Now those of you who know me well are probably not surprised that I'm reading a book like this, I don't think you would be surprised if I brought it up in one of our conversations. However, as the book deals with sex and all of the research both old and new of the topic, the pages are riddled with words like penis, vagina, clitoris, orgasm, etc. And while I might not hesitate in the slightest to utter these words in a civilized discussion with friends, the prospect of a complete stranger looking over my shoulder and seeing them on the pages of the book I'm reading is not the most comforting idea.

So as the minutes went by and I only felt this guy edging further and further forward in his seat, I became increasingly filled with discomfort. So finally, I just closed the book and held it in my lap. This turned out to be the gravest tactical error I could make.

Mutant smoker-man seized on this opportunity to lean over the seat and speak to me once more. And this time, more emboldened than ever. I removed my headphones to listen to his words. They said something to the effect of "Can I see your book?" A bit shocked by his gall, I hesitated and then asked him to repeat his request. Sure enough, he was asking to see my book. I held it up, hoping that the cover would be enough to satisfy his curiousity. It wasn't .

He then grabbed the book from my hands as he offered a quasi-request to engage in the action he was already performing. "Can I see it?" he muttered as he was already pulling it from my hands. I didn't really know what to do besides let him take it. So that's what I did. As this was happening, I made eye contact with the only other individual on the bus. He was a guy about my age, also reading a book. As I looked at him, his slight smirk and raised eyebrows conveyed a similar feeling of surprise at this man's audacity. but his look also seemed to acknowledge the simple fact, "Hey, if you ride the bus, you gotta deal with bus people."

At this point, unsure how to proceed, I simply turned back towards the front and kept listening to my music. Out of the corner of my eye however, I could seeing the mutant flipping through the pages of the book. I looked back a few times and some him looking at the humorous cartoons which precede the start of each chapter in the book.

I sat for minutes as different scenarios flashed through my head. "What if he just pulls for a stop and tries to get off with my book? Am I really gonna try and stop him? What if he stabs me? It wouldn't be unheard of. Perhaps if in that moment I convey to him the personal significance of the book; if I tell him it was a gift from a close friend, maybe he'll reconsider stealing it from me."

Minutes passed, and I saw and heard him just flipping through the pages, I felt more emboldened myself, and finally I turned fully around and asked him politely, "Can I please have my book back?" In a moment of complete irony, he didn't even look up at me as he said calmy, "No, I'm reading." As if I was now somehow the one making an extraordinary imposition on him. In that moment, I really almost laughed. I looked over at my fellow normal guy, hoping for a look that said, "Don't worry, if this guy tries anything, we can take him." But alas, he was engulfed in his own book.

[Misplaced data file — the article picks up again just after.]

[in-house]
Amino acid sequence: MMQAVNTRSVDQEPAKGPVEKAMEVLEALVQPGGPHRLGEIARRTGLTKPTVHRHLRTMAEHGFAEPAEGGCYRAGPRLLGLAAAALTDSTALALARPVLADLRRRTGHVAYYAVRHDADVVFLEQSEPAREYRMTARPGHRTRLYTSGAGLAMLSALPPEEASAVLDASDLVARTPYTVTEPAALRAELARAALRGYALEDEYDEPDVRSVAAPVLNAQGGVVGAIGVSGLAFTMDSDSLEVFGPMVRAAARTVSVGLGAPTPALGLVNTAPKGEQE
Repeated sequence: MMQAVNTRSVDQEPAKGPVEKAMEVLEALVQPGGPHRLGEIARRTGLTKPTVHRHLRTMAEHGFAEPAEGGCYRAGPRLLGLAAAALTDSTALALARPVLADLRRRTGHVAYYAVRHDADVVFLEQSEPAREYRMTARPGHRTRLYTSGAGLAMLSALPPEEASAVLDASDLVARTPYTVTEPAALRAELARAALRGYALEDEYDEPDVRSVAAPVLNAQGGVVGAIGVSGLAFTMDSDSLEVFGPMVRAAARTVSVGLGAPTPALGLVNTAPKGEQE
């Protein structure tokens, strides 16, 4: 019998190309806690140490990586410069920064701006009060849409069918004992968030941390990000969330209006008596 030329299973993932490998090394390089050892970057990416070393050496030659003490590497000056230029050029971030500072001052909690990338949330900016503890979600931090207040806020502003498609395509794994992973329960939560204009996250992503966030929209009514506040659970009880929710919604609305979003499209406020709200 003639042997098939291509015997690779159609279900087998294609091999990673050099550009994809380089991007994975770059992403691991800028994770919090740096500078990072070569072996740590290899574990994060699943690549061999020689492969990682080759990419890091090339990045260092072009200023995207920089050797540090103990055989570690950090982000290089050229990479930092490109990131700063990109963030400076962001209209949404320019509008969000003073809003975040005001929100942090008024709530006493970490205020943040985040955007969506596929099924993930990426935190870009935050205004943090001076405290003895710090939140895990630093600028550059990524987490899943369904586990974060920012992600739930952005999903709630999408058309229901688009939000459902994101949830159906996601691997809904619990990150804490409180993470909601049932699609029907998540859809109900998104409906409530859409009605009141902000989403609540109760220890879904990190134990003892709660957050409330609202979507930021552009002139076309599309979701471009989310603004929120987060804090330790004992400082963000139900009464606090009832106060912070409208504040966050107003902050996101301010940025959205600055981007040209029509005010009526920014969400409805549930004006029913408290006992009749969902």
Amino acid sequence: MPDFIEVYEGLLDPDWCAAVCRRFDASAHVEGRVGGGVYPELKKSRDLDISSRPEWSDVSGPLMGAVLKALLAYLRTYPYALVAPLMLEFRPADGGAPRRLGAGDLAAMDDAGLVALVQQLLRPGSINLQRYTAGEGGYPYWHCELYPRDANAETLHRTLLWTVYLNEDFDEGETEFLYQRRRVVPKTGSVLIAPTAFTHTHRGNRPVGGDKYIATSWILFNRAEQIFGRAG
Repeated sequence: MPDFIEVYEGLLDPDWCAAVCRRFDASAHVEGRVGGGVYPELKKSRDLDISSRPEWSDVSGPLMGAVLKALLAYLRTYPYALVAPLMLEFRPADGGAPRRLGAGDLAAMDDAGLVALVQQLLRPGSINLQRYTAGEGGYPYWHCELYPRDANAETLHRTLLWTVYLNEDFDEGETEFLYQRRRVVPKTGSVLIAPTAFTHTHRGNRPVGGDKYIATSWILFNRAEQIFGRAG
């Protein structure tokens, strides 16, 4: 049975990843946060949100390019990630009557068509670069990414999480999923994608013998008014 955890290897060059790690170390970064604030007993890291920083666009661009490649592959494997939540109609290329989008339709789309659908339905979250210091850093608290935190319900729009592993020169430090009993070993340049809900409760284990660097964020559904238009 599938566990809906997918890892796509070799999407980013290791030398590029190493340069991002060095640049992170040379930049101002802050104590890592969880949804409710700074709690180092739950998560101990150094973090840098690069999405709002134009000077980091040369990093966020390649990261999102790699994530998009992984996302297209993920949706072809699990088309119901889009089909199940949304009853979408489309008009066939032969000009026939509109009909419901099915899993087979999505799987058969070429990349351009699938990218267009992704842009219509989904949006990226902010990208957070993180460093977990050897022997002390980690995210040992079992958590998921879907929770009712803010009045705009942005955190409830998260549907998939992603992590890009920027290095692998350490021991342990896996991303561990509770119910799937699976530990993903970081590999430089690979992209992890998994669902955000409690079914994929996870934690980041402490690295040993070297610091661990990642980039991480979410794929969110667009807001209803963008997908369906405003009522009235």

The prospect of actually letting this person dictate to me when I would or would not see the return of my property was sufficiently off-putting to give me the momentary will to repeat authoritatively, "HEY, can I have my book back please?" I used all of my vocal skills to ensure that my words would not come across as hostile but could not be dismissed as anything less than insistent. At this, he looked up at me. For a moment, I thought he indeed might take this opportunity to establish real authority vis-a-vis a switch-blade he kept in his boot, but luckily, he seemed uninterested in causing a fuss, and so he simply handed it back to me.

He got off at the next stop, which made me ride easy the rest of the way home, as I no longer had to envision him following me home and asking/demanding to raid the rest of my personal library.

So, to those of you out there considering riding the bus more often , I say go for it. Just be aware of the unspoken "sharing policy" that obviously exists between fellow mutants and the few normal people who dare to ever enter their domain.

And leave your kinky reading material at home.

Saturday, August 9, 2008


Last night I spoke with a very close friend of mine. He revealed some rather interesting information concerning a girl who has been a friend of ours.

Many, many months ago, this girl (let's call her Amy) and I became good friends and started hanging out together. Sometimes just the two of us, and sometimes with our group of mutual friends. We would go get some food or a drink, or just hang out. I felt like we had a good bond and a blossoming friendship. We were never more physical than a friendly hug hello or goodbye; I never wanted more than that.

And then, quite literally overnight, she started acting super cold to me. When I would see her, she would act like we were barely even friends. It was all I could do to get her to say hello. I had no idea what could have changed the dynamic of our relationship so drastically. I wanted to ask, but I didn't really feel comfortable broaching the subject with her. I thought perhaps she was just going through a rough patch, and I didn't want to pry any information from her that she wouldn't volunteer of her own accord.